So maybe our Sundays are perfectly irrational, nothing but a bunch of random neurons firing and instincts flaring that we poetically justify after the fact. If that were the case we’d spend all our free time mindlessly blundering about reacting to food, sex and shiny objects. A lot of people seem to spend their Sundays that way, and I’m not trying to knock it, but the irrationalists have yet to explain those Sundays that we spend joyfully creating things. If we spend free time creating art, it has a nasty habit of turning out to be the art that we needed to create. When we spend it building friendships, those friendships often wind up evolving to fit who we are and what we need to be happy. The spoils of a well-spent Sunday are often aligned with parts of our self-interest that we weren’t even aware of on Saturday night. That’s too much of a coincidence to chalk up to pure irrationality.
The actual, superrational way that we spend our Sundays is based on a combination of mood and habit. Those two words have a somewhat whimsical reputation, but I’d like to argue that under the right circumstances they can make us almost scarily smart. Let’s look at them in depth:
Habit is the accumulation of your past experiences: all of the food you’ve eaten, all of the people you’ve talked to, all of the sports you’ve played. I like to think of habits as a series of threads running from you to a large but limited number of activities with which you have experience. Some of these threads are thicker than others. That guy you haven’t seen since highschool probably has a thin fishing line, while Scott, the best friend that you talk to every day, has a thick cord of rope.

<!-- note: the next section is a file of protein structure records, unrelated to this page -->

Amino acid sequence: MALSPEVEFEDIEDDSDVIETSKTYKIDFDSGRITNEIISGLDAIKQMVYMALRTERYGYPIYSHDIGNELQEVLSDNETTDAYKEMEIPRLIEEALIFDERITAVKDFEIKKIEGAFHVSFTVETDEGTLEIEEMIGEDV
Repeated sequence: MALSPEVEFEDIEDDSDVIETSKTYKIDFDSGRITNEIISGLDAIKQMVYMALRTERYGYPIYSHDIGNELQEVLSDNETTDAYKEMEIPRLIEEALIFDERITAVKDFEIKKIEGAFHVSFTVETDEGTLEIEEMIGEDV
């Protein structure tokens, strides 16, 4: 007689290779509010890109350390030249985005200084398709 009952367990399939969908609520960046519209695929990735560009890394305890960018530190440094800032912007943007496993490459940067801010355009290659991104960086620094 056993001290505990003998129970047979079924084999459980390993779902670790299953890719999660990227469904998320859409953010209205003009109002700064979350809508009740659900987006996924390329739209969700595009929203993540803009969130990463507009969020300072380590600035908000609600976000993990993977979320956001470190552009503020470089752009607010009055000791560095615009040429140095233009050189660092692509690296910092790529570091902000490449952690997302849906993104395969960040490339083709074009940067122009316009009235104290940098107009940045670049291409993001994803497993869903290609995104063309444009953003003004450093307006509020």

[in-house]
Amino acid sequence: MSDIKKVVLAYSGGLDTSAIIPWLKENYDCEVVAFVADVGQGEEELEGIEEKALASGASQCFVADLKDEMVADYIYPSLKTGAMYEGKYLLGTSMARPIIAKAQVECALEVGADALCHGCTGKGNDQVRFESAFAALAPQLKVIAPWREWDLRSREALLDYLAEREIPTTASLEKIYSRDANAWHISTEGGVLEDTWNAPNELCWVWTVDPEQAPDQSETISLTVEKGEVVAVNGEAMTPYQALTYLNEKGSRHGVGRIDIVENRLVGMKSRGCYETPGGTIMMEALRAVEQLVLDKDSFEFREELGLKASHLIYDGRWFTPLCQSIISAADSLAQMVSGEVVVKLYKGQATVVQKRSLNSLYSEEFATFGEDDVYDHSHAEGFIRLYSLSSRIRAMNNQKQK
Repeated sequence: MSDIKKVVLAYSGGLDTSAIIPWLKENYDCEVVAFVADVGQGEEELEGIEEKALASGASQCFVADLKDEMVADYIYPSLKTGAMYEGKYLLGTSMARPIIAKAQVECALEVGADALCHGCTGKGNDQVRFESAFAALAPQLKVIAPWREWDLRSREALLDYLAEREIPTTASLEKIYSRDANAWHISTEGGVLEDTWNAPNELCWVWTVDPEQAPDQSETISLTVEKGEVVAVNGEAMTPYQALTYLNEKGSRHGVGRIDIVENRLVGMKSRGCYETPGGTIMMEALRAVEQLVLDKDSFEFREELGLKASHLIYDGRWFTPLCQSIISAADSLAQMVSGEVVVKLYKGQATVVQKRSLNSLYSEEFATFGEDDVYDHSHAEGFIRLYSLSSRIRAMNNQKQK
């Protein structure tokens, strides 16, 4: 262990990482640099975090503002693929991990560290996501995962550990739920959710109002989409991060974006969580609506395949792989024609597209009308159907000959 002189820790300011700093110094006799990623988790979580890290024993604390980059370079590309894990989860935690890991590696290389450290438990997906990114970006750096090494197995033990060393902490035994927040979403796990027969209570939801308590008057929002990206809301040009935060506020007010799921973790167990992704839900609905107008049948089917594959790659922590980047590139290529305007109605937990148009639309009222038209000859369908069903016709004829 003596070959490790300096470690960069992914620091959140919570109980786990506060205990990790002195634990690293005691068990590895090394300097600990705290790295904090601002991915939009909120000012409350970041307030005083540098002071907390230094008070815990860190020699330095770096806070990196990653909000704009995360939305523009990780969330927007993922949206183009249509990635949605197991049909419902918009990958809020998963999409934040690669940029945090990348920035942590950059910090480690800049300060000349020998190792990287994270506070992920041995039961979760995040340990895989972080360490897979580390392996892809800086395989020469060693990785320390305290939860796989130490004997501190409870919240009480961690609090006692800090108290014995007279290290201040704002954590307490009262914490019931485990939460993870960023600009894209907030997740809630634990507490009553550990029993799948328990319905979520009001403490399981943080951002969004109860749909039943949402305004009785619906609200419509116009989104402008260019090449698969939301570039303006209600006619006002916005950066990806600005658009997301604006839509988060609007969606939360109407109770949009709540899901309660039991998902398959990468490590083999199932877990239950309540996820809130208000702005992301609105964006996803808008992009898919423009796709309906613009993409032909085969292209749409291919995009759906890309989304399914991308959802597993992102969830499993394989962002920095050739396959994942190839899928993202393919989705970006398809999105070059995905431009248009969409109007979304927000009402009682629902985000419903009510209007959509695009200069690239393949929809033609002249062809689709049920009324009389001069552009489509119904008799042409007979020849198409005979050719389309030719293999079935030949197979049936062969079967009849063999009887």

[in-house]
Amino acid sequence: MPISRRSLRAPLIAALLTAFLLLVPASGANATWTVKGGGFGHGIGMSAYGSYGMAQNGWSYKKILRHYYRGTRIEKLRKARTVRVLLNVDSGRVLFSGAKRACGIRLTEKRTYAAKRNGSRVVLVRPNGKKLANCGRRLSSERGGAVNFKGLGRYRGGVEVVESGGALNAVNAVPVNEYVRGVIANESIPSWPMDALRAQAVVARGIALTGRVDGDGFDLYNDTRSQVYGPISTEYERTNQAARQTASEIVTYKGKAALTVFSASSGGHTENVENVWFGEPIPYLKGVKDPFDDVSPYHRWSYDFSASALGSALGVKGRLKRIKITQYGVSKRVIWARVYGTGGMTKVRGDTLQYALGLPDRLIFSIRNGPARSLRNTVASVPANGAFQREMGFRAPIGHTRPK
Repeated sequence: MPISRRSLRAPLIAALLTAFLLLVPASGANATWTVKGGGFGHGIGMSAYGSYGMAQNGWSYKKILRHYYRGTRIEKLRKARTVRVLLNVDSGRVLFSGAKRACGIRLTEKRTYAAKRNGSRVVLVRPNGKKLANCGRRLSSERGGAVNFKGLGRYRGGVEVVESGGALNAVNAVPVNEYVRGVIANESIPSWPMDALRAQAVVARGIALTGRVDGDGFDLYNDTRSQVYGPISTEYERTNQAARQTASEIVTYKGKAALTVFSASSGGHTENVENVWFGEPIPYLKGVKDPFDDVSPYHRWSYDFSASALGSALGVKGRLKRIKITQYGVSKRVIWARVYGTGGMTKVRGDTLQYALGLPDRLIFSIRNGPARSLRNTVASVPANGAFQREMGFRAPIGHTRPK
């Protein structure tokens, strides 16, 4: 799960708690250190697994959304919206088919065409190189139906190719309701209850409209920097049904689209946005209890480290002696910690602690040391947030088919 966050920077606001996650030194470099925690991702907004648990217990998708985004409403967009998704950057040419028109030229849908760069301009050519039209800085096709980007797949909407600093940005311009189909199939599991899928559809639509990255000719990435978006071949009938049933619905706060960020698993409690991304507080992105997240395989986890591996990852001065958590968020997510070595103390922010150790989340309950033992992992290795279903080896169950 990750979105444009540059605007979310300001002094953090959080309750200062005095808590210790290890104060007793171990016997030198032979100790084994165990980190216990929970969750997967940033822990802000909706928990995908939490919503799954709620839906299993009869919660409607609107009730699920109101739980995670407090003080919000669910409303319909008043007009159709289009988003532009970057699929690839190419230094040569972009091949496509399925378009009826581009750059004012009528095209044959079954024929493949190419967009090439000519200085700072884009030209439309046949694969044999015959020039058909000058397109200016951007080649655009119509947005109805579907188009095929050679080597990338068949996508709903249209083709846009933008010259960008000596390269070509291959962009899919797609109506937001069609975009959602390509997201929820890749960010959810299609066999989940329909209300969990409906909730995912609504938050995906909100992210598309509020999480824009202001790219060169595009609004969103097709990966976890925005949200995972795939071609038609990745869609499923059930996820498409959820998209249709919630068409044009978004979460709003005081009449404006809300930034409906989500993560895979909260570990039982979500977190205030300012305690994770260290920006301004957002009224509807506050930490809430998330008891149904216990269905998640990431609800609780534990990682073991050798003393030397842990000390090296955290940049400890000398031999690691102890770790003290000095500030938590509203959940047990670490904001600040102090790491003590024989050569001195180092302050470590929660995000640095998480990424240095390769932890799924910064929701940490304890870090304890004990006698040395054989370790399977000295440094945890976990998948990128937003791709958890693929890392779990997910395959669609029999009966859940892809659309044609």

Habits solve the problem of infinite choice that confounds the rationalists. They bound our Sunday decisions to a limited (if large) set of options. Whatever I decide to do on Sunday will just be a new iteration of something I’ve done before. Even if strike out in search of a completely new experience, I’m likely to strike out in a way that I’ve struck out before, or in a way that I read about somewhere. There’s a very logical reason for this reliance on habit: unless we know what to expect from a given Sunday activity, we have no basis on which to decide whether or not to do it. Our minds automatically blot out the endless array of activities that are outside of our realm of experience, and focus on our existing threads. The thicker the habitual thread, the more likely it is to receive emphasis. What thread we choose will depend on our mood.
Mood is a systemic aggregation of priorities, which is a fancy way of saying “what you feel like doing.” The interesting thing about mood is that we rarely feel just one. We’re not hungry, tired, fidgety, social, OR introspective; we’re hungry, tired, fidgety, social AND introspective all at once. When we make decisions about free time, we juggle an almost impossibly complicated web of competing priorities. Our digestive systems want to eat, our muscles want to move around, our endocrine system wants to settle down for a snooze. Just as many priorities originate from outside of our bodies. If you hang out with Scott every Sunday, then you may be worried about breaking tradition and letting him down. If you promised another friend you’d read her screenplay, then it may be important to you that you live up to that promise.
With a surprisingly small amount of thought your mind is capable of assessing all of these priorities, pulling out the most urgent, combining them, and feeding them to you as an emotional state. Once a half dozen priorities get in the mix such emotions can become incredibly precise, and some of us are better at understanding them than others.